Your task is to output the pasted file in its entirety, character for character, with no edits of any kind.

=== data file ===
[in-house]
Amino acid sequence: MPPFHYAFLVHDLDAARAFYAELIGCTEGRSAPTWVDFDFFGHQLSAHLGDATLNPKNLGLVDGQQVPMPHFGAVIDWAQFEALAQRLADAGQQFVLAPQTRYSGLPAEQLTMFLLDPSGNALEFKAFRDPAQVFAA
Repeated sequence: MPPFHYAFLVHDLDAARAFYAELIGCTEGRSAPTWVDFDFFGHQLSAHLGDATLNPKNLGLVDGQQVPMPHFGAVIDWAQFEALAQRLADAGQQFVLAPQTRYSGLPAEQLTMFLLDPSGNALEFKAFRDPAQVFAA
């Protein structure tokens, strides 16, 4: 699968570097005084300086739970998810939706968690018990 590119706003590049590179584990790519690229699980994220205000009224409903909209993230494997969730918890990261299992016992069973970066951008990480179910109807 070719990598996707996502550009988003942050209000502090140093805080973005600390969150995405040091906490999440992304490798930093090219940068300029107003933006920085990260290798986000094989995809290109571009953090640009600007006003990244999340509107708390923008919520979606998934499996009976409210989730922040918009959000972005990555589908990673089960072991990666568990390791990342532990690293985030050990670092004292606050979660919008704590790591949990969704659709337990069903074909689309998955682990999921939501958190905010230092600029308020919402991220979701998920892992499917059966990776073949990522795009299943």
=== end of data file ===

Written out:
[in-house]
Amino acid sequence: MPPFHYAFLVHDLDAARAFYAELIGCTEGRSAPTWVDFDFFGHQLSAHLGDATLNPKNLGLVDGQQVPMPHFGAVIDWAQFEALAQRLADAGQQFVLAPQTRYSGLPAEQLTMFLLDPSGNALEFKAFRDPAQVFAA
Repeated sequence: MPPFHYAFLVHDLDAARAFYAELIGCTEGRSAPTWVDFDFFGHQLSAHLGDATLNPKNLGLVDGQQVPMPHFGAVIDWAQFEALAQRLADAGQQFVLAPQTRYSGLPAEQLTMFLLDPSGNALEFKAFRDPAQVFAA
């Protein structure tokens, strides 16, 4: 699968570097005084300086739970998810939706968690018990 590119706003590049590179584990790519690229699980994220205000009224409903909209993230494997969730918890990261299992016992069973970066951008990480179910109807 070719990598996707996502550009988003942050209000502090140093805080973005600390969150995405040091906490999440992304490798930093090219940068300029107003933006920085990260290798986000094989995809290109571009953090640009600007006003990244999340509107708390923008919520979606998934499996009976409210989730922040918009959000972005990555589908990673089960072991990666568990390791990342532990690293985030050990670092004292606050979660919008704590790591949990969704659709337990069903074909689309998955682990999921939501958190905010230092600029308020919402991220979701998920892992499917059966990776073949990522795009299943």